The Pennsylvania Gazette
Biographers and historians agree that Benjamin Franklin (1706-90) was the best journalist in colonial America and his Pennsylvania Gazette the best newspaper. Founded in 1728, the Gazette was the second newspaper to be produced in Philadelphia. In 1729, the twenty-three-year-old Franklin and a partner, Hugh Meredith (ca. 1697- ca. 1749), bought the struggling paper and quickly turned it into a well-written, well-edited, and well-printed newspaper. In format, Franklin’s Pennsylvania Gazette was like other colonial American newspapers. The emphasis was on news, not literary or political essays, and most of that news was copied from European papers. But Franklin had a knack for selecting, editing, and rewriting. And, if his autobiography is to be believed, the Gazette “prov’d in a few Years extreamly profitable.”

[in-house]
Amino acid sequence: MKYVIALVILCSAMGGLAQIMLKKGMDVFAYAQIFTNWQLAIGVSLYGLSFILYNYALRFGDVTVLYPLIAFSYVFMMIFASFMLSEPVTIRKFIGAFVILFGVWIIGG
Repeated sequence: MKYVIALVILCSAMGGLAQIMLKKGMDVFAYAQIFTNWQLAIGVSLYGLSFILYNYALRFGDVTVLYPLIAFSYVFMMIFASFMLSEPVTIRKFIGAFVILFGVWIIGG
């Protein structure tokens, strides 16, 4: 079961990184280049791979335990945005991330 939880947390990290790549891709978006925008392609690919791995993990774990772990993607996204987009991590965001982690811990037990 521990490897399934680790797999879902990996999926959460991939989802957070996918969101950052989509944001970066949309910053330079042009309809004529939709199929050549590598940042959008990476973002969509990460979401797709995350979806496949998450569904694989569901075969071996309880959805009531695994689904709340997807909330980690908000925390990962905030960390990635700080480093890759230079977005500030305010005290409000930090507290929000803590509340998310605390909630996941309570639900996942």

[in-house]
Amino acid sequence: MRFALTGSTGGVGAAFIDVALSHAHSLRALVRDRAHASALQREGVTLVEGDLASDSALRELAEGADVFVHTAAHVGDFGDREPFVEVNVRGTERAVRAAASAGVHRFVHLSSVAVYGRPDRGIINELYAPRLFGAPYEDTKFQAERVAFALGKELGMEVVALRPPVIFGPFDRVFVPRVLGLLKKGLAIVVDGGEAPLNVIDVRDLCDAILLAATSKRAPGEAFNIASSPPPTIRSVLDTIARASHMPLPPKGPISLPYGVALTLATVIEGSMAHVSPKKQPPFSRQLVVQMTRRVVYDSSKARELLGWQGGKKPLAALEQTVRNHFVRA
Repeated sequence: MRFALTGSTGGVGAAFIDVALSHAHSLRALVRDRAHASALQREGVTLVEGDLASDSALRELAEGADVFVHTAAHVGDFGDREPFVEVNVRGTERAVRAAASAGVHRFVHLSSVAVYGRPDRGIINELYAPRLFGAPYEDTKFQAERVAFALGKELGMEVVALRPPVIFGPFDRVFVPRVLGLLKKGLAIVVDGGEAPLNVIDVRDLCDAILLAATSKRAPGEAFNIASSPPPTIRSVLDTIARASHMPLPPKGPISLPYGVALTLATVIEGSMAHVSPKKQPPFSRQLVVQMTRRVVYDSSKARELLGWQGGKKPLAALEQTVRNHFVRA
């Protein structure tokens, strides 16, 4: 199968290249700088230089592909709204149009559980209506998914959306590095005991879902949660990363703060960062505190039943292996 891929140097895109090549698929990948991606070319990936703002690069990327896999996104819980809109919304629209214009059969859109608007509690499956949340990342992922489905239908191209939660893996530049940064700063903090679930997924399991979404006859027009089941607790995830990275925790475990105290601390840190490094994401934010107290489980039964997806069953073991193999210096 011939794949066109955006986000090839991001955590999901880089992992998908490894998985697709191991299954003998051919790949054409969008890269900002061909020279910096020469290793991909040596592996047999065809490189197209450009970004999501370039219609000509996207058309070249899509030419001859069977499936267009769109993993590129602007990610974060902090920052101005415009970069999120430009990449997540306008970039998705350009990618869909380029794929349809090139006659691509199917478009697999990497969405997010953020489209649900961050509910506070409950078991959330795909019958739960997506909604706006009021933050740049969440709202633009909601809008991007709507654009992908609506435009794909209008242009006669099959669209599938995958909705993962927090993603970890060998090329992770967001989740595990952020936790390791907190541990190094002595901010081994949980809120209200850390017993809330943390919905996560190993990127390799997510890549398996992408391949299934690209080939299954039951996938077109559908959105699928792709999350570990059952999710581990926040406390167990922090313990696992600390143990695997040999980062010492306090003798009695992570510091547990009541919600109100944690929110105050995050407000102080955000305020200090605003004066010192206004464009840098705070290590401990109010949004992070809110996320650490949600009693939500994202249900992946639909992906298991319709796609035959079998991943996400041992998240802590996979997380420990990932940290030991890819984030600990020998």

This 1745 issue of the Pennsylvania Gazette is typical in some ways, atypical in others. As usual, the paper is filled with European news of war and diplomacy. But in 1745 some important war news came to Philadelphia via Boston. Under a “Boston” heading, the Pennsylvania Gazette reported the big news of the day: the siege of the French fortress at Louisbourg on Cape Breton Island at the Gulf of St. Lawrence, mounted mainly by New Englanders. This issue of the Gazette is quite unusual in that it has two extra pages and a woodcut map, a “PLAN of the Town and Harbour of LOUISBOURGH.” This map, probably cut by Franklin himself, marks the first illustrated news story in American journalism. Yet in the midst of much serious war news, a bit of Franklinesque fluff also appears: “They write from Paris, that the Diamonds of the Lords and Ladies of the Court at Versailles, at the grand Ball on the 25th of last Month, were valued at 250 Millions, which is near 12 Millions Sterling.”
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